Predators Behind Bars
CJ-2511 Corrections Services
Instructor: Kevin Dooley
November 28, 2011
Predators Behind Bars
The National Geographic series "Lockdown" Predators Behind Bars uncovers the financial struggle between gangs in prison. The show also examines the challenges of new inmates and new correctional officers. Ironically, both new inmates and correctional officers face some of the same challenges. For example, cameras follow a new correction officer (Johnson) around the prison as he performs his duties. He faces challenges in the form of verbal and non-verbal cues from inmates. Inmates are involved in an exploration of boundaries, attempting to determine if they're able to utilize him for their own needs. The inmates look for weaknesses and attempt to expose any sign of vulnerability. For a new correctional officer this means working under the constant scrutiny of the inmates. This same tactic is also utilized on new inmates. However, the obvious difference is the correctional officer gets to go home after shift. The new inmate may be there for a sustained period of time. The time one spends behind bars is complex due to the inmate subculture and roles established by informal and formal leadership. We'll spend the next few moments exploring the subculture and different leadership roles.
New inmates face the daunting challenge of "blending in" as soon so possible. Finding some common denominator with anyone who can offer protection and prison wisdom provides a small sense of security. One of the tactics as depicted in the "Lockdown" series is to be friendly and attempt to isolate them. Once isolated the predator prisoner will be able to "run" whatever game he wants on the newbie. According to "Journal of Offender Rehabilitation" (2002) during the first few days of incarceration prisoners face separation from family and friends, shame and self-reproach and uncertainty about the future. As time drags along prisoners face stressors such as; the loss of outside relationships, frustration with the legal system and a sense of victimization. The article "Journal of Offender Rehabilitation" (2002) also offers suggestions for informal and formal support. Informal support included; family members on the outside and other inmates. Formal support included; psychologist, nursing staff, chaplains, prison guards, and peer-support programs.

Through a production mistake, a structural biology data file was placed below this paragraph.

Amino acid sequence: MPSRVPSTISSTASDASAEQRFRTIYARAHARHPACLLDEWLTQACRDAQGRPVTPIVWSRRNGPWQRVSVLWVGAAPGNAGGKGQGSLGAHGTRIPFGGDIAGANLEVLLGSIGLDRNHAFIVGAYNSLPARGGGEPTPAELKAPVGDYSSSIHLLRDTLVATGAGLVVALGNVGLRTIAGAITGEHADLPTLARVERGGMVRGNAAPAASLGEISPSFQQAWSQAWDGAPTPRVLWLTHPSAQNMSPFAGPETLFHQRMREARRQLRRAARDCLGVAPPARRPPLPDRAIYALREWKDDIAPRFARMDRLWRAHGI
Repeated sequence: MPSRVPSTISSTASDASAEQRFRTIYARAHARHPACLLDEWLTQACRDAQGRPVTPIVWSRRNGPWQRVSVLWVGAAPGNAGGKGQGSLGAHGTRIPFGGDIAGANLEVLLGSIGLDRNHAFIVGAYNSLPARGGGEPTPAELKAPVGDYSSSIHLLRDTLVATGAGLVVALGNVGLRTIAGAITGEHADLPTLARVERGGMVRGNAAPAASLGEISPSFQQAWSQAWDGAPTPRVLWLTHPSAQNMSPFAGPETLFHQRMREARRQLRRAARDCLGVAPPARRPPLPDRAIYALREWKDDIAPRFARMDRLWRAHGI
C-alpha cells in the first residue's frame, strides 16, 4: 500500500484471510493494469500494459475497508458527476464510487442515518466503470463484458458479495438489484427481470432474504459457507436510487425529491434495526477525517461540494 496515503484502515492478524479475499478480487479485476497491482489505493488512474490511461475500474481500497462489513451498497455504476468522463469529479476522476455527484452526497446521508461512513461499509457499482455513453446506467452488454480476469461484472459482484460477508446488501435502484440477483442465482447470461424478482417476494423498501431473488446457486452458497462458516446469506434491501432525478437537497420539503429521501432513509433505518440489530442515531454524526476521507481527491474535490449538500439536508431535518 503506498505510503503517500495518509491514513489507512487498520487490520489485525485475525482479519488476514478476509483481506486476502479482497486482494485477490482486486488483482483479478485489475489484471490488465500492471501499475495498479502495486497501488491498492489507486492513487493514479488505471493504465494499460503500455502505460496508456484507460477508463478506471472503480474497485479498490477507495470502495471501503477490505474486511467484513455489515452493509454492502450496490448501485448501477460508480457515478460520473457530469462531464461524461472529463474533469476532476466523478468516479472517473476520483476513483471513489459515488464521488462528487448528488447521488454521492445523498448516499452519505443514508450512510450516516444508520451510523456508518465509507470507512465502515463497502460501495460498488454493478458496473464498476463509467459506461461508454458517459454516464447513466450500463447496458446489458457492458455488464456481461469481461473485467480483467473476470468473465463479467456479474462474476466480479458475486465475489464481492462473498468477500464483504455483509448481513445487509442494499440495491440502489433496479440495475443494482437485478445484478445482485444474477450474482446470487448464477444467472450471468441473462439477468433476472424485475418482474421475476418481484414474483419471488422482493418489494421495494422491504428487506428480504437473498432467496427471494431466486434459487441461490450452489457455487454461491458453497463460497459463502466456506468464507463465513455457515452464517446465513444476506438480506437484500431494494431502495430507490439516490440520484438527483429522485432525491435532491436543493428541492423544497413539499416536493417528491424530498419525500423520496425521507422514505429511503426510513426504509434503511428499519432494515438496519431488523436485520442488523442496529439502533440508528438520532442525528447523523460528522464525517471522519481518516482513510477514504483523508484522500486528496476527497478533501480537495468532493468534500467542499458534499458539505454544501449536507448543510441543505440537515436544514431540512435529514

The next few paragraphs we'll spend unpacking a few theories. The first theory is the depravity theory. The theory suggest that one is deprived of specific pains that incarceration imposes on prisoners, which include the loss of liberty, material goods and services, heterosexual relationships, autonomy, and personal security. These are also known as the "Five pains". Based on this theory, prisoners loose many of the things they hold sacred. This also opens the possibility for someone else with entrepreneur skills to step in and develop a business. Businesses such as prostitution and selling drugs become a way to make money and have power over others. Controlling inmate's property is necessary; however it does come with drawbacks and added expense for prisons. According to Allen, A. E., Latessa (2009) death-row inmates recieve only photocopies of letters sent to them. The reasoning is a danger of poisoning from chemicals sprayed on stationary or liquid poison on stamps. This was implimented to reduce the number of death-row inmate suicides.
Importation theory claims that inmate subcultures are brought into prisons from the outside world. For example all inmates brought something from the outside into the prison system. Many inmates have gang experience, been through the system before either as an adult or juvenile. Personal expectations as well as education have an impact on the inmate's environment.